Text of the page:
54 E Th =... (c) Redraw the network of Fig. 5.8 (in the space below) with the equivalent Thevenin circuit in the place to the left of the switch and capacitor. (d) Calculate the resulting time constant (τ) and charging time (5τ) for the voltage across the capacitor C after the switch is closed. 1τ =... 5τ =... (e) Write the mathematical expression for the charging voltage V C and determine the voltage V C after one time constant. V C =... V C (1τ) =... (f) Close the switch for the network of Fig. 5.8 and record the level of V C after one time constant. V C (1τ) =... How does the value of V C after one time constant compare with the calculated value of part 6(d)? (g) Are the results of parts 6(c) and 6(f) sufficiently close to validate the Thevenin equivalent circuit?
55 PROBLEMS 1. The voltage V C for the network of Fig. 5.8 has risen to 16V 5s after the switch was closed. Determine the value of C in microfarads. FIG. 5.8 C = Determine the mathematical expression for the voltage V C of Fig. 5.9 following the closing of the switch. FIG. 5.9 V C =...
56 V (volts) GRAPH t (s)
57 V (volts) GRAPH t (s)
58 Name: Date: Course and Section: Instructor: EXPERIMENT 6 THE OSCILLOSCOPE OBJECTIVES 1. Become familiar with the construction, components and fundamental operation of an oscilloscope. 2. Learn how to set the amplitude and frequency of a function generator. 3. Understand how to use an oscilloscope to measure both dc and ac voltage levels. 4. Understand the impact of the AC/DC/GND switch on the displayed waveform. LAB EQUIPMENT AND COMPONENTS Instruments: DMM Oscilloscope Audio oscillator or function generator Frequency counter (if available)
59 RESUME OF THEORY Read chapters related to the oscilloscope. dc Levels: How to make measurements? (a) Voltage Measurements: To use the scope to measure dc levels, first place the DC/AC/GND switch in the GND position to establish the ground (0 V) level on the screen. Then switch the DC/AC/GND switch to the dc position to measure the dc level. In the ac mode, a capacitor blocks the dc from the screen. Then place the scope leads across the unknown dc level and use the following equation to determine the dc level: ac Levels: dc Level (V) = Deflection (div.) X Vertical Sensitivity (V/div.) After reestablishing the ground level, place the DC/AC/GND switch in the ac mode and connect the scope leads across the unknown voltage. The peaktopeak value can then be determined from: V pp (V) = Deflection Peak to Peak (div.) X Vertical Sensitivity (V/div.) (b) Frequency Measurements: The oscilloscope can be used to set the frequency of an audio oscillator or function generator using the horizontal sensitivity in the following manner. Determine the period of the desired waveform and then calculate the number of divisions required to display the waveform on the horizontal axis using the provided µs/div., ms/div., s/div. on the horizontal sensitivity control. Then adjust the audio oscillator or function generator to provide the proper horizontal deflection for the desired frequency. Of course, the reverse of the above procedure will determine the frequency of an unknown signal.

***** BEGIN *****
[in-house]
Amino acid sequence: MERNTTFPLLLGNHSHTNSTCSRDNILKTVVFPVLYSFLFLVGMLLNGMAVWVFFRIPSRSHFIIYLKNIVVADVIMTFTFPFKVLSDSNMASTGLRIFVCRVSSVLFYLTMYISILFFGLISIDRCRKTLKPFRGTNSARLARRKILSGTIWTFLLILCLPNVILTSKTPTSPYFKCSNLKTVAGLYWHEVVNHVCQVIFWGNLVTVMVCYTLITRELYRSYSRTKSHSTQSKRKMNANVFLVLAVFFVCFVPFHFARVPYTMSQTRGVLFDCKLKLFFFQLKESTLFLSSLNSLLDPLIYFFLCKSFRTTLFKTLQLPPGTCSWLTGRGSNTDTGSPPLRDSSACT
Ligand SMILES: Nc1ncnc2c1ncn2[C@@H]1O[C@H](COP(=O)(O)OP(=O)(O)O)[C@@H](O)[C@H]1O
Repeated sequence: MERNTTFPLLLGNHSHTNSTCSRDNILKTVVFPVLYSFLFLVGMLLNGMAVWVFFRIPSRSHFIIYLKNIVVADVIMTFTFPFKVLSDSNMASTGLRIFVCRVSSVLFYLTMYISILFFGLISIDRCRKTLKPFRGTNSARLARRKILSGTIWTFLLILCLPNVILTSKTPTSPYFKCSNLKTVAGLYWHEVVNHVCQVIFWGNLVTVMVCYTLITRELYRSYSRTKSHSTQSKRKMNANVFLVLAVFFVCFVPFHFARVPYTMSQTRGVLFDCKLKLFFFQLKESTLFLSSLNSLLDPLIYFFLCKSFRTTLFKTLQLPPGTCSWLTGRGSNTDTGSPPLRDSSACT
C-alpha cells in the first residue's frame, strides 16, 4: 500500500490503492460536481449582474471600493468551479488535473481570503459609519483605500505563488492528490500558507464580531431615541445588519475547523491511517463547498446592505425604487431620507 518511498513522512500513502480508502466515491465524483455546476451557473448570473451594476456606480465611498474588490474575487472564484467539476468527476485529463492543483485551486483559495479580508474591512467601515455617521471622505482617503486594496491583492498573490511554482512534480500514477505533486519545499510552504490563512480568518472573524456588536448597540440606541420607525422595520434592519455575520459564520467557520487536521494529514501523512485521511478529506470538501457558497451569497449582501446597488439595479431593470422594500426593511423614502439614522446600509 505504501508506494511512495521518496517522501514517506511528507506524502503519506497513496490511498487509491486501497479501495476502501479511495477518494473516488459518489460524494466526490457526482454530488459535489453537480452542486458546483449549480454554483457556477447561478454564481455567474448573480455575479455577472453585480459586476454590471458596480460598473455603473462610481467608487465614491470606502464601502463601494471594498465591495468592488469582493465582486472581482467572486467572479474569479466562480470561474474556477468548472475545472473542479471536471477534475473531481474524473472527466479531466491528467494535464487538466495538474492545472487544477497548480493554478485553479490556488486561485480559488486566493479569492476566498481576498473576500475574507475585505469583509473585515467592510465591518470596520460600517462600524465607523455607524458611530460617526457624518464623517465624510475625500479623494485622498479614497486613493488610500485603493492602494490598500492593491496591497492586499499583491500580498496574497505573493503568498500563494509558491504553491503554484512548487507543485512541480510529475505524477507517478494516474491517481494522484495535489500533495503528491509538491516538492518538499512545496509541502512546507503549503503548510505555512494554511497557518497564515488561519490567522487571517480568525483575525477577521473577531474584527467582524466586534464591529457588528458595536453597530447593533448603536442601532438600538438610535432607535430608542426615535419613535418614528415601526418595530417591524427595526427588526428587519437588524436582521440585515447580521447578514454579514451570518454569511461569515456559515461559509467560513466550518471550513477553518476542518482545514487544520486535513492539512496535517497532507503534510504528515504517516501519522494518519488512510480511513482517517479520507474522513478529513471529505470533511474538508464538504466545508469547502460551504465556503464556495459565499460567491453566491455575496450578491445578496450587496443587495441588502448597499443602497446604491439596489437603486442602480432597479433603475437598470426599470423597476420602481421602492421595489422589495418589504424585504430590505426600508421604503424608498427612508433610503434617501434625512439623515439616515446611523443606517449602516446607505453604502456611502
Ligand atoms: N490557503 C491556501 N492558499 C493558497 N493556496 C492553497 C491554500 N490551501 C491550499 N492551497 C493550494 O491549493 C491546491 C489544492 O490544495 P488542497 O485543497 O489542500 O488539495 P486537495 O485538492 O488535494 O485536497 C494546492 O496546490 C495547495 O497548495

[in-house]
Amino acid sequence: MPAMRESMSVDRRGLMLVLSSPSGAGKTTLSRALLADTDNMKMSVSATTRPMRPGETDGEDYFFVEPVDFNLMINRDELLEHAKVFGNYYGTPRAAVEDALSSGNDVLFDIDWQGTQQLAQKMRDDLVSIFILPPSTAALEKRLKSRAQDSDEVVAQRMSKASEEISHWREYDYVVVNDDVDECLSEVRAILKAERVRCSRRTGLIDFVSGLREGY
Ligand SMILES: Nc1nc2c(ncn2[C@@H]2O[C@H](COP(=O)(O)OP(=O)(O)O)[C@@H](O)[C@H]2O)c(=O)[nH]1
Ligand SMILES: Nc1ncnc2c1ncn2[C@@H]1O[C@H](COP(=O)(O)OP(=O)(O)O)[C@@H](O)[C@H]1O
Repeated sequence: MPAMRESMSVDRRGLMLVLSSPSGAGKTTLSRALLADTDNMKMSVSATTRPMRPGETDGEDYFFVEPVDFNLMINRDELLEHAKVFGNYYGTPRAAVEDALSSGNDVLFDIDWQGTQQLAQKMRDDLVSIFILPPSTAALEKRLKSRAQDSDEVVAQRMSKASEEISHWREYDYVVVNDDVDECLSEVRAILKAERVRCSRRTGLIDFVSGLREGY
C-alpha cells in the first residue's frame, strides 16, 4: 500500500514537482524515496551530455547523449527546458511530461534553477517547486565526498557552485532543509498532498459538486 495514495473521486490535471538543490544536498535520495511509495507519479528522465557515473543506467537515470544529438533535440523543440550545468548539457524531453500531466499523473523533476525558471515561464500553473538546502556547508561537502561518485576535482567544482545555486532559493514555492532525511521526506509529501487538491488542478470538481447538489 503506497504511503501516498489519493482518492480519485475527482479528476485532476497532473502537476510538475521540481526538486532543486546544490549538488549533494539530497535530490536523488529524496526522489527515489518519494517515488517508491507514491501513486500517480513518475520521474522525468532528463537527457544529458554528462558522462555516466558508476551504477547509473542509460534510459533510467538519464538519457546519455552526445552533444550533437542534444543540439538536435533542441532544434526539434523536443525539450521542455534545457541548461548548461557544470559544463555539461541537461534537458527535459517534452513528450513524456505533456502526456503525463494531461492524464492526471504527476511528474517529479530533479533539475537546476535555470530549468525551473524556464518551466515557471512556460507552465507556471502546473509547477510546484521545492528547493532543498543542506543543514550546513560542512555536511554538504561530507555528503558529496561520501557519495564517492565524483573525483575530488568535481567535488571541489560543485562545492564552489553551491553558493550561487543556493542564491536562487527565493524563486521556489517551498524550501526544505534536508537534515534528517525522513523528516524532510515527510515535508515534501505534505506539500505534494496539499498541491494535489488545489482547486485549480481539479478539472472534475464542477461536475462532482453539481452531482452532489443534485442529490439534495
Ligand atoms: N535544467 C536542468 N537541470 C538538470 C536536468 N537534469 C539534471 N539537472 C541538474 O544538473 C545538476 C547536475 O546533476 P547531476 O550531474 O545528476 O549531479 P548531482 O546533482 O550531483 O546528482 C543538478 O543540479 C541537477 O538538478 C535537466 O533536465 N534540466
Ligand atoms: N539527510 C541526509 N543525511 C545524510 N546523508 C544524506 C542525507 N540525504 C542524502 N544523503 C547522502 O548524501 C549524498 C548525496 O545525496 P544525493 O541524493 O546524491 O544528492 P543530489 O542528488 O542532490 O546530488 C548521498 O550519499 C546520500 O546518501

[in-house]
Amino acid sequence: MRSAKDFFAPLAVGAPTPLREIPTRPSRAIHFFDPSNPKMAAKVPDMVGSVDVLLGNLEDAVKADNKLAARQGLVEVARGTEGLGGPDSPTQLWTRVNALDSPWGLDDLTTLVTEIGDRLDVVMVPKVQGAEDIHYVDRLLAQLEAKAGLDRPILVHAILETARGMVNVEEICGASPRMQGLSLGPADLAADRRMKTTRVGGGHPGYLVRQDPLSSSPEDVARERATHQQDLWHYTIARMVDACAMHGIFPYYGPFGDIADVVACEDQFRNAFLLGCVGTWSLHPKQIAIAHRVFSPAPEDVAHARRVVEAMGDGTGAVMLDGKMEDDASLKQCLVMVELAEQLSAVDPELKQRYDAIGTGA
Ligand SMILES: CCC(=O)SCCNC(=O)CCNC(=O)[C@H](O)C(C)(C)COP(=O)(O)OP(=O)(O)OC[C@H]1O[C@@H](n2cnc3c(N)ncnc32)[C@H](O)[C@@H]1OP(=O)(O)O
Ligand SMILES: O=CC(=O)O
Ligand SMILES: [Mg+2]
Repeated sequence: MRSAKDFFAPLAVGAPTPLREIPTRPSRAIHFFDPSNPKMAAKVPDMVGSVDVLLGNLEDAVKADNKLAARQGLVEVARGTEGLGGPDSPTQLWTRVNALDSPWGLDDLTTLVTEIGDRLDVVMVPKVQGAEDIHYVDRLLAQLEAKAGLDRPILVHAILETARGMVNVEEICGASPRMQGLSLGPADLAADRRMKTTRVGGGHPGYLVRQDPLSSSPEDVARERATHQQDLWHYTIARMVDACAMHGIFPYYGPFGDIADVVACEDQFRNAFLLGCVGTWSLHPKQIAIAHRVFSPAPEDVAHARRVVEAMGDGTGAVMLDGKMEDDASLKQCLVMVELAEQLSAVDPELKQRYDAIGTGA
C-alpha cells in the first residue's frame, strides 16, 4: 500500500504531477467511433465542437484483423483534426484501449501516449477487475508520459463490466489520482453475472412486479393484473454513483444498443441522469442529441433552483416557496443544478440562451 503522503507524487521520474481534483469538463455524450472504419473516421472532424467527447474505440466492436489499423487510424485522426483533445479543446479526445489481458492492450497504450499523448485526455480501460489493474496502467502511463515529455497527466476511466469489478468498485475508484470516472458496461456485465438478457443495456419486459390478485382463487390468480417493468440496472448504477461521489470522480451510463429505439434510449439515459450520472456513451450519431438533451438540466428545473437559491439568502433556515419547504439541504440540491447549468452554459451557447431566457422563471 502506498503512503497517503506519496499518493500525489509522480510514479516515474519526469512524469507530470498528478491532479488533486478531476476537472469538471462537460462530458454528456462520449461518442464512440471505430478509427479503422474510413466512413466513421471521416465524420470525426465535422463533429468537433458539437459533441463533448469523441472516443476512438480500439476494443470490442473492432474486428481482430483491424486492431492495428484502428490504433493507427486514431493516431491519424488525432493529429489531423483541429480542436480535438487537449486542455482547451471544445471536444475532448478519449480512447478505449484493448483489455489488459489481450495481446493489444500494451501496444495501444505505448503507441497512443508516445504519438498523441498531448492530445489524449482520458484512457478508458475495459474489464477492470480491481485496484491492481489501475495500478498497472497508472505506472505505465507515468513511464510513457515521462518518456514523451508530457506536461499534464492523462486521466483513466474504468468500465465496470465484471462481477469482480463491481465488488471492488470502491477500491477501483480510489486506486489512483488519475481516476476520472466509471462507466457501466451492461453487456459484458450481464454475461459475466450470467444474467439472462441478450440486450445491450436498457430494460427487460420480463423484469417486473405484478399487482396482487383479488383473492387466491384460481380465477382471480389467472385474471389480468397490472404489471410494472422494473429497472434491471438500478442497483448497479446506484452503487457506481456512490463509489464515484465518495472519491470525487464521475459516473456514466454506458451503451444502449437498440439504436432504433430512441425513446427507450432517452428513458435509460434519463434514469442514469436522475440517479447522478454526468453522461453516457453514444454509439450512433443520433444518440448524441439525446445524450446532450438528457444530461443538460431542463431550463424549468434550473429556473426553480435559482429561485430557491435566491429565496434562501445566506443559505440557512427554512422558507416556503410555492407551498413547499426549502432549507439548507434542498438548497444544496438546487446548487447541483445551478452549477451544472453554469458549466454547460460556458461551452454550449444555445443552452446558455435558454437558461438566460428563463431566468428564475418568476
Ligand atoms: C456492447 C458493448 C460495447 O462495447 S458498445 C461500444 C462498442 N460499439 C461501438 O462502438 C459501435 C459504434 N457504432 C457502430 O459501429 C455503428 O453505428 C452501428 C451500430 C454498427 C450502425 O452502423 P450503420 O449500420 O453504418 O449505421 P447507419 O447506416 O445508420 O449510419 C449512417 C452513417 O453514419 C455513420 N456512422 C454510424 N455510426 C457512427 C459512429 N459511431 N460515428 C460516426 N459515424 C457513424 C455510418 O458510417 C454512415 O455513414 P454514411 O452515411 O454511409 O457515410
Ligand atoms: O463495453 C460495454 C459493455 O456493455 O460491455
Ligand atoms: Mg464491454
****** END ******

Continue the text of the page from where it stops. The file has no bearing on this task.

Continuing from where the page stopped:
60 PROCEDURE Part 1 Introduction (a) Your instructor will introduce the basic operation of the oscilloscope and audio oscillator or function generator. (b) Turn on the oscilloscope and establish a horizontal line centered on the face of the screen. There are no connections to the vertical input sections of the scope for this part. (c) Adjust the controls listed in Table 6.1 and comment on the effects. TABLE 6.1 Control Focus Intensity Yposition Xposition Observed Effect Part 2 dc Voltage Measurements (a) Set the DC/AC/GND switch to GND position and adjust the Yposition control until the 0V reference is a line centered vertically on the screen. (b) Once the 0V level is established, move the DC/AC/GND switch to the dc position and set the vertical sensitivity to 1 V/div. and connect one channel of the scope across the 1.5V battery as shown in Fig FIG.6.1
61 Record the vertical shift below. Vertical Shift = (divisions) Determine the dc voltage that established the shift by multiplying by the vertical sensitivity. That is, dc Voltage = (Vertical Shift)( Vertical Sensitivity) =( ) ( ) = V Change the sensitivity to 0.5 V/div. and note the effect on the vertical shift. Recalculate the dc voltage with this new shift. dc Voltage = (Vertical Shift)( Vertical Sensitivity) =( ) ( ) = V How do the two measurements compare? Which is more accurate? Why? (c) Disconnect the 1.5 V battery and reestablish the 0V reference line. Then connect the vertical input section of the scope as shown in Fig. 6.2 with the vertical sensitivity set at 1 V/div. FIG.6.2
62 What was the direction of the shift? Why? Based on the above can a scope determine the polarity of a voltage? How? Calculate the magnitude (no sign) of the measured voltage as follows: dc Voltage = (Vertical Shift)( Vertical Sensitivity) =( ) ( ) = V Measure the total voltage across the two series batteries with DMM and compare with the level determined using the oscilloscope. dc Voltage (DMM) = V Part 3 Sinusoidal Waveforms Magnitude In this part of the experiment, we will learn how to set the magnitude of a sinusoidal signal using an oscilloscope or DMM (or VOM). The frequency will remain fixed at 500 Hz. Oscilloscope: (a) Connect the output of the oscillator or generator directly to one channel of the scope as shown in Fig If it is available, hook up the frequency counter. Vertical Channel 1 FIG.6.3